THE EARLY HEBREW CONSCIOUSNESS OF SOLIDARITY
The earliest bond of solidarity was the tie of blood. The Israelites regarded themselves as descended from one ancestor, Abraham. The Old Testament refers to the Hebrews as a flock, a vine. This blood solidarity expressed itself in the idea that the Hebrews were a chosen people; and this particularism survived even the universalism of the later prophets. It made intermarriage during the exile a very serious problem. The Hebrew slave was on a different basis from the slave of foreign descent. The early Hebrew family was not a family in our modern sense; it was a clan family. This clan family and the tribe were the fundamental social units of Hebrew life. When, after the murder of Abel, Cain was driven out of his blood-group, he exclaimed: "every one that findeth me shall slay me."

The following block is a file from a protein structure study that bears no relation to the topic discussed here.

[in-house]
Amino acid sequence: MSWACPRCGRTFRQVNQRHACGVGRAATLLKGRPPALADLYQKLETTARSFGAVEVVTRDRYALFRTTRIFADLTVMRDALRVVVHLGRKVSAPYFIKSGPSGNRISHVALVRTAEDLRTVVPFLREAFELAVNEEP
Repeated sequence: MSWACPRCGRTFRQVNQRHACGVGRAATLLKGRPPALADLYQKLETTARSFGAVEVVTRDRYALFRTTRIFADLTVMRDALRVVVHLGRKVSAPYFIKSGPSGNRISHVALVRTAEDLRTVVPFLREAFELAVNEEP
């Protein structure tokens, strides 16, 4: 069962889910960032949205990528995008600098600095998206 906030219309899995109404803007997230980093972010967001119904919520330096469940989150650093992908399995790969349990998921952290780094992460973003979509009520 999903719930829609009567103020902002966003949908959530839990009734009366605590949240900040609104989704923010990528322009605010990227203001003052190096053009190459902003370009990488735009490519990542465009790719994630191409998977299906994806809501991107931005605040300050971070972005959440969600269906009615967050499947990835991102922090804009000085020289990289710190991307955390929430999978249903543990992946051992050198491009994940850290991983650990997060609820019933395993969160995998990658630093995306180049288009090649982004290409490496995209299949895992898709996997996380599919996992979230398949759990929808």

The solidarity between the individual and his various social groups strikes our individualistic minds with amazement. "And Joshua, and all Israel with him, took Achan, the son of Zerah, and the silver, and the garment, and the wedge of gold, and his sons, and his daughters, and his oxen, and his asses, and his sheep, and his tent and all that he had . . . and all Israel . . . burned them with fire" ( Josh. 7). Not only Achan's family, but his inanimate possessions, were